Hannibal councilman, wife open antiques shop in Mark Twain Boyhood Home complex

Caption/Description: Lou Barta, co-owner of Aunt Polly's Treasures with his wife, Jenie, run the new antique shop in Hannibal's downtown area. (H-W Photo/Michael Kipley)
Posted: Jan. 4, 2012 8:09 am Updated: Jan. 18, 2012 9:15 am

Herald-Whig Staff Writer

HANNIBAL, Mo. -- Lou and Jenie Barta love antiques -- so much so that they fell in love over antiques.

So the Bartas figure it's only right that they should open an antiques shop.

"We wanted to see if we could make our hobby into an actual business for ourselves," Lou Barta said.

The couple own Aunt Polly's Treasures, which opened Dec. 9 at 213 Hill St. in downtown Hannibal.

Their shop, located next door to the Becky Thatcher House in the heart of the Mark Twain Boyhood Home complex, was home for about three decades to the Mark Twain Books and Gifts souvenir shop, which moved in April to a larger location on Main Street.

Barta, the city's 3rd Ward councilman, said he and his wife went back and forth for several months about buying the building and setting up shop. Both have long been interested in antiques and historic preservation. Their first date was at an antiques mall in Crown Point, Ind., where they lived before moving to Hannibal, and they are active in Friends of Historic Hannibal and operated a booth in the defunct Midwest Antique Co. in Palmyra.

Aunt Polly's, named for the disciplinarian aunt in "The Adventures of Tom Sawyer," joins a glut of antiques shops in downtown Hannibal. Setting it apart is its focus on everyday items of days gone by -- kitchenware, tools and a smattering of pop culture items, among other offerings.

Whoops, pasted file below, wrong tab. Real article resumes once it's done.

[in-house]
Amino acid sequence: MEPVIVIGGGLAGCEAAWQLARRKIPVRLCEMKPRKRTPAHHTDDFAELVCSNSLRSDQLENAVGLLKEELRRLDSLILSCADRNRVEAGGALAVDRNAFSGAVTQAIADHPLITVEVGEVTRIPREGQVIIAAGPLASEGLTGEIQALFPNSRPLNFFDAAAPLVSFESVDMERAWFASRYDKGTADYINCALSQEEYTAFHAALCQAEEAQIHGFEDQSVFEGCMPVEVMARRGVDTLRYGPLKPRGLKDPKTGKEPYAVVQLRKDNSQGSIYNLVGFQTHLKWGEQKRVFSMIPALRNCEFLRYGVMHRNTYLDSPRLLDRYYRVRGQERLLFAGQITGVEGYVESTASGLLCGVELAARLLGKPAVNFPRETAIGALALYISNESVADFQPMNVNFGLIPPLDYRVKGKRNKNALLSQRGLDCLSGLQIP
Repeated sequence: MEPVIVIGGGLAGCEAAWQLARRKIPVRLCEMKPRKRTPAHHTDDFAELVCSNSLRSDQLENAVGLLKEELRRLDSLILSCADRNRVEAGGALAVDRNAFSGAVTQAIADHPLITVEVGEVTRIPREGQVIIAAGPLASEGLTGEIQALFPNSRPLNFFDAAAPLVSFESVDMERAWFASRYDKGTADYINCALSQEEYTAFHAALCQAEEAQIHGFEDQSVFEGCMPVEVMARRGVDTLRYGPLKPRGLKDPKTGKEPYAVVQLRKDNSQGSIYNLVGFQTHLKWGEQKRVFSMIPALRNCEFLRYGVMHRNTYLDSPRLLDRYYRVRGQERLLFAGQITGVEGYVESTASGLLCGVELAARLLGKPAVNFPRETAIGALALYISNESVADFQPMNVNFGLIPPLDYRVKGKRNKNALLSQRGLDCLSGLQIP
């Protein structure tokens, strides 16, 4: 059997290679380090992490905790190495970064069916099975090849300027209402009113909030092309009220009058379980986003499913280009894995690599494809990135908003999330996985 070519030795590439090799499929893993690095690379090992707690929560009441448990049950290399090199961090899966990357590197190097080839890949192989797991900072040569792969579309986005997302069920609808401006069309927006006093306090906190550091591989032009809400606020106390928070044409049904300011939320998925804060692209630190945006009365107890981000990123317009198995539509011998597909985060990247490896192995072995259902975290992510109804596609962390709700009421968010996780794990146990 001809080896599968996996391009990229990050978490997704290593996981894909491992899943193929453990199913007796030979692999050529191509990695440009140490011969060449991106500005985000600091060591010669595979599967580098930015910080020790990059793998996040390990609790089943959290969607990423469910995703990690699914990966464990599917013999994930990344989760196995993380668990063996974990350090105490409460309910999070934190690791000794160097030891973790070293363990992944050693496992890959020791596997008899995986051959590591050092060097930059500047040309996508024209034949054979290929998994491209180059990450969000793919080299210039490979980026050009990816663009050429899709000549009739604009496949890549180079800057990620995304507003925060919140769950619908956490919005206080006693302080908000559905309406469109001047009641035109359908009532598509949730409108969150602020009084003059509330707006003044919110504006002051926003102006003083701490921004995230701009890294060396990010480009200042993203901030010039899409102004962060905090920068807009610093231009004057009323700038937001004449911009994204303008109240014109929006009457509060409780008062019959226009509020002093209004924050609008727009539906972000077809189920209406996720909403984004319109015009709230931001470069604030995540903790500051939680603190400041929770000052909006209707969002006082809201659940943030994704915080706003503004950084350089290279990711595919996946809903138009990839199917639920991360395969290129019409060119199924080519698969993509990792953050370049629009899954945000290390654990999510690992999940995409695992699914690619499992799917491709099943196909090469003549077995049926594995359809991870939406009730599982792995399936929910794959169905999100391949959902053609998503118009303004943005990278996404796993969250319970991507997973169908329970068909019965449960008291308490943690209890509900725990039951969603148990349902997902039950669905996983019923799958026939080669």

"We're more interested in antiques that come from daily life and living," Lou Barta said.

That includes men's, women's and children's items from all walks of life. He tells of an 11-year-old boy who came in with his grandfather; the two were equally fascinated by the shop's selection.

The shop opened the weekend of the downtown Christmas parade, which saw its best attendance in several years, with a trickle-down effect to downtown businesses.

In general, the shop will be open only on weekends until the busy summer tourist season begins to ramp up. However, Barta said the couple will turn on the open sign whenever they're working on the shop, something they hope to be doing a lot to prepare for tourist season.

The shop also will open by appointment, which is fairly uncommon among the area's antiques shops.

For Barta, opening a business downtown is not only an extension of his and his wife's interest in cities' historic districts, but also part of the ongoing effort to restore the heritage and vitality of the historic downtown area, which represents the heart of Hannibal.

"A lot of our dollars come from tourism downtown," Barta said. "I'm really thrilled that we can be part of the continued revitalization."




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